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How Will Virtual and Augmented Reality Affect the Event Industry?

Planners give their thoughts on two of the hottest tech innovations being incorporated into events.

July 11, 2017, 7:16 AM EDT

(Pictured, left to right): Sara Berner, Gregangelo Herrera, Tisha C. Jack

Photos: Courtesy of Readers

“It’s all about creating experiences at the event that attendees will remember: a message you want to communicate. Technology is evolving, and I think these two techniques, once used effectively, will greatly aid in providing the content at events.”
Tisha C. Jack, event manager and consultant, TCJ Events, Trinidad and Tobago

“AR provides a whole new range of interactive possibilities that will make the overall experience richer and more engaging for both attendees and organizers. The fact that AR apps often involve the use of devices also allows for massive data collection and expands outreach possibilities.”
Angela Fiore, content marketing manager, Smart Eventi, Milan

“Virtual reality is a miraculous medium with endless applications. However, it causes frustration among guests who wait in long lines for the individual experience. At events where VR experiences are a central focus, I am writing proposals where we entertain guests simply waiting in lines, rather than encouraging social exploration throughout an event space.”
Gregangelo Herrera, founder and artistic director, Velocity Arts & Entertainment, San Francisco

“I could envision this used at a product launch. Attendees would start out in an empty room and use the headset equipment to transform [it] into an augmented-reality scene. This scene would provide background and insight into the product development and manufacturing. The final destination would [be] a second room where the product would be unveiled.”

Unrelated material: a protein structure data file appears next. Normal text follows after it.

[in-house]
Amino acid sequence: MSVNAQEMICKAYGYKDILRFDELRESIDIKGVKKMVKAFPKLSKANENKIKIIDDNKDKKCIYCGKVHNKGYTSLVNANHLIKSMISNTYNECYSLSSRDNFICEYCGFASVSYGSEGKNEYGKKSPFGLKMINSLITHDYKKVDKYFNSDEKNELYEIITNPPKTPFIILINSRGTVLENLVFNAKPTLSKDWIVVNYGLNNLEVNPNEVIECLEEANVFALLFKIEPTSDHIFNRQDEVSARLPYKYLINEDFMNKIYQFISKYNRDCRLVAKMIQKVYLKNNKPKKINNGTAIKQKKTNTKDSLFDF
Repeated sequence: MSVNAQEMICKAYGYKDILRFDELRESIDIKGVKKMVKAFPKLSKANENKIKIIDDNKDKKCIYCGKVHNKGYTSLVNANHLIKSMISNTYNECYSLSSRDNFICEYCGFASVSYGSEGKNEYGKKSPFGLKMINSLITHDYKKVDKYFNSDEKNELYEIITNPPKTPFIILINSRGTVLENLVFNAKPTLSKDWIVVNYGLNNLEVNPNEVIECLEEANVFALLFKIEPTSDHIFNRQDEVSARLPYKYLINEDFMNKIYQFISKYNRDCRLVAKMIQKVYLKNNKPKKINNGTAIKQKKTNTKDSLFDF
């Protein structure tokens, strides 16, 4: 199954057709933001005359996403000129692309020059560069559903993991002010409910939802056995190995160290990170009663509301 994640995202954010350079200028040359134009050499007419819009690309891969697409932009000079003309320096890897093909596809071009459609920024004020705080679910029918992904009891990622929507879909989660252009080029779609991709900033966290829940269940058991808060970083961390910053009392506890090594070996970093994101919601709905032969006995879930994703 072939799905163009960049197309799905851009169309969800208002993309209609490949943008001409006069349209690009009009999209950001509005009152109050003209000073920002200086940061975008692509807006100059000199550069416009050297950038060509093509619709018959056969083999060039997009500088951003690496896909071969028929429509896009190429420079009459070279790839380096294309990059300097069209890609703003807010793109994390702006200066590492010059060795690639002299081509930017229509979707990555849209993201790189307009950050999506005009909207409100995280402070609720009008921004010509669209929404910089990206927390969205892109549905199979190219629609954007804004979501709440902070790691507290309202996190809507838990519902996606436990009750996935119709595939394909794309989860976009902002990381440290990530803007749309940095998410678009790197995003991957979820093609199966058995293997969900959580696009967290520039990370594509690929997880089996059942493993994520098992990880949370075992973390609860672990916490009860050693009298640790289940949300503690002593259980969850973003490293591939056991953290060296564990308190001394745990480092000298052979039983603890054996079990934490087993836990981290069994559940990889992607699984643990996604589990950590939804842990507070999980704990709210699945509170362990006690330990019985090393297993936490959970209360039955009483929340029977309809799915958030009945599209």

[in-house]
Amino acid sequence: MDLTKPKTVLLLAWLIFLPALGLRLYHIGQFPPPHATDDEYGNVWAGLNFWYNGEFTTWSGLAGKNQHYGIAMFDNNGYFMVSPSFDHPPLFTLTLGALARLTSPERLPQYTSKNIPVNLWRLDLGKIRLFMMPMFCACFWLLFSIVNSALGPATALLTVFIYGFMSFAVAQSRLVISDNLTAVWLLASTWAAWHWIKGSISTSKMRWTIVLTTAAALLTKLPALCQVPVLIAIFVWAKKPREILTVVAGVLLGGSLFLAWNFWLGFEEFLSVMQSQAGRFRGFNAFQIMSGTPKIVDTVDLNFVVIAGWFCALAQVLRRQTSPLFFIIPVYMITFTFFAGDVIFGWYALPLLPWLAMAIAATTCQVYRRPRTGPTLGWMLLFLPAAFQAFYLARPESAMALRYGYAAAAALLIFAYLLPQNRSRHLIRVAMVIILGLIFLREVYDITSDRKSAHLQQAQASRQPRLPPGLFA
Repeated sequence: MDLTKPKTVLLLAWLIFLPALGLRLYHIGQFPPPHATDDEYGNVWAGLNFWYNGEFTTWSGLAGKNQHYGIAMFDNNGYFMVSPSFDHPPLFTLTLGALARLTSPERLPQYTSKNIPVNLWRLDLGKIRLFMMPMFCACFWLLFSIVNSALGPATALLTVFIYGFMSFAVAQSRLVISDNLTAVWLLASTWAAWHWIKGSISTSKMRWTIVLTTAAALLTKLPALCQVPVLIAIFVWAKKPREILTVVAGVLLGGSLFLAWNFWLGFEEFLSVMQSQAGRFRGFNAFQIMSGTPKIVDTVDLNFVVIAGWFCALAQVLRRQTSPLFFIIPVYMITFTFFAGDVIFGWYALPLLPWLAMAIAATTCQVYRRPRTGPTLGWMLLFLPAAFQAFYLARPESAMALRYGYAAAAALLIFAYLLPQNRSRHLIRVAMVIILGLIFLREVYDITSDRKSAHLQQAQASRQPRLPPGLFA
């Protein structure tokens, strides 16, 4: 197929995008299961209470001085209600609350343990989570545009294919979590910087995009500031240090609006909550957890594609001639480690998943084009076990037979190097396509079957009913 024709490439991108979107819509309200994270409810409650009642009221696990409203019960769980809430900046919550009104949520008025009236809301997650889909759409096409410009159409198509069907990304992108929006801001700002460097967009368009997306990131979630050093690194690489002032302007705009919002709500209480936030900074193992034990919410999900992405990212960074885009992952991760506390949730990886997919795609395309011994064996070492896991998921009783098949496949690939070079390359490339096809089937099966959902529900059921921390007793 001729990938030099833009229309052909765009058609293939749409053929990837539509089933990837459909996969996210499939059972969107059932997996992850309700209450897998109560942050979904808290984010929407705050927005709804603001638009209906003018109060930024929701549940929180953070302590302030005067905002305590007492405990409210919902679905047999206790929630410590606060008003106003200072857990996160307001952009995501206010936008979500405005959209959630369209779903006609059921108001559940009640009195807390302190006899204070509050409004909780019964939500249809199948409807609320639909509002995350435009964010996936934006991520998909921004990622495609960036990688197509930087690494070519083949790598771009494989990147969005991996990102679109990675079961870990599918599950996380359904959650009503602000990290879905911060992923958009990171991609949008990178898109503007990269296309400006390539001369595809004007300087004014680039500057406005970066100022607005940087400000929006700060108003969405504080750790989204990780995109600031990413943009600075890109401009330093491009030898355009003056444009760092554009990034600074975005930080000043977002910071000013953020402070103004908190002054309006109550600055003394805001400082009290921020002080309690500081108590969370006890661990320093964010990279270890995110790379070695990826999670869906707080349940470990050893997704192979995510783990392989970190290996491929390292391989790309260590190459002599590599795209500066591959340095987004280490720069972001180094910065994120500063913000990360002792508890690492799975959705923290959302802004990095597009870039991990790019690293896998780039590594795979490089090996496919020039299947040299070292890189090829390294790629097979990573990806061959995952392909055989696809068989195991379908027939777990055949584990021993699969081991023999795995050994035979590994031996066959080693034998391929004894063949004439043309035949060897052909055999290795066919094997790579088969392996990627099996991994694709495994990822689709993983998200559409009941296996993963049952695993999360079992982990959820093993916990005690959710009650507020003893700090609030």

Sara Berner, independent event manager, Houston

“Many of the clients we have worked with over the years have always been keen to make use of the latest AV technology, and they’re excited about the potential of VR and AR. The challenge I think is in delivering the quality of the user experience, which can incorporate and reflect the brand and important messages clients wish to communicate. It is a very immersive experience. We just shot 360-degree video of driving around the Nürburgring race track, which worked really well. There are endless possibilities.”
John Dalgarno, creative producer, Production People, Bristol, United Kingdom

“With the challenge of international weddings and out-of-town guests, I think we are going to see a merge of virtual-reality headsets combined with live-streaming tools. Guests can feel like they are right in the thick of things even though they can’t be there in person.”
Cait O’Malley, owner and lead planner, Bourbon & Bloom, Ottawa

“VR is so cool, but the total audience is very limited. You can walk one person through a 3-D demo on VR, but it’s one at a time right now. If you’re trying to connect with hundreds or thousands of prospects at a trade show, the VR device cannot efficiently handle the volume of people you need to attract, qualify, and connect with. However, if VR becomes a standard part of everyone’s mobile device, you’ve got a better chance of integrating the technology into the show environment.”
Mike Duseberg, independent trade show magician, Palm Beach, Florida

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